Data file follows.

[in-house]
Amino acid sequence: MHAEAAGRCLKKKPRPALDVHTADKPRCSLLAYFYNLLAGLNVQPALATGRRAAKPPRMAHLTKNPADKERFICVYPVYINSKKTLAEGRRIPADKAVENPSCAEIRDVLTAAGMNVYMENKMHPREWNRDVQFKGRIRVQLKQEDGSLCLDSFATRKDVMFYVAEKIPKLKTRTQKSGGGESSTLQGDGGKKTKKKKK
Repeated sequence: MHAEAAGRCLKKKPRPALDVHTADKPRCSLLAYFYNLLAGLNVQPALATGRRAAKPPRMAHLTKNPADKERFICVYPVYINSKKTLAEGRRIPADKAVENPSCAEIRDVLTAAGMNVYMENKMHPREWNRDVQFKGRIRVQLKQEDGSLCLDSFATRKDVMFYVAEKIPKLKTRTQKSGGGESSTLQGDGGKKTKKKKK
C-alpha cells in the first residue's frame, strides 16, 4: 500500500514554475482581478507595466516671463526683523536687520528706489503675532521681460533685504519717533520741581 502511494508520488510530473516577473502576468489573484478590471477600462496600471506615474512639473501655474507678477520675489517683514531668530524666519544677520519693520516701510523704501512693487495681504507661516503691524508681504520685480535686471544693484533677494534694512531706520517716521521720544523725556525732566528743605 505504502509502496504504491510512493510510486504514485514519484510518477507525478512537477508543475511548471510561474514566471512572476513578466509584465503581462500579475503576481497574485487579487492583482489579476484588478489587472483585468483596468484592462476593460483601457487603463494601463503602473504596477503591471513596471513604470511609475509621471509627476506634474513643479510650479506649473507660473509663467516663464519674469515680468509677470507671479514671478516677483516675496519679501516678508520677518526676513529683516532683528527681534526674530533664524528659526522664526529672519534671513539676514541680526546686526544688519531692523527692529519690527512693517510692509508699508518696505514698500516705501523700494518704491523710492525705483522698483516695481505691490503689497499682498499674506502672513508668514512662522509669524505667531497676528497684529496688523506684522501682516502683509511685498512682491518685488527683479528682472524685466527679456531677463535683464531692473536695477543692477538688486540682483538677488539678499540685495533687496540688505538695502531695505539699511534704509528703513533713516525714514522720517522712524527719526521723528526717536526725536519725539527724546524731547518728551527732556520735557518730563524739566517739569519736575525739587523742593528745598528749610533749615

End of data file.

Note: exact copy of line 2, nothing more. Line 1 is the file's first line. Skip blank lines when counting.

Amino acid sequence: MHAEAAGRCLKKKPRPALDVHTADKPRCSLLAYFYNLLAGLNVQPALATGRRAAKPPRMAHLTKNPADKERFICVYPVYINSKKTLAEGRRIPADKAVENPSCAEIRDVLTAAGMNVYMENKMHPREWNRDVQFKGRIRVQLKQEDGSLCLDSFATRKDVMFYVAEKIPKLKTRTQKSGGGESSTLQGDGGKKTKKKKK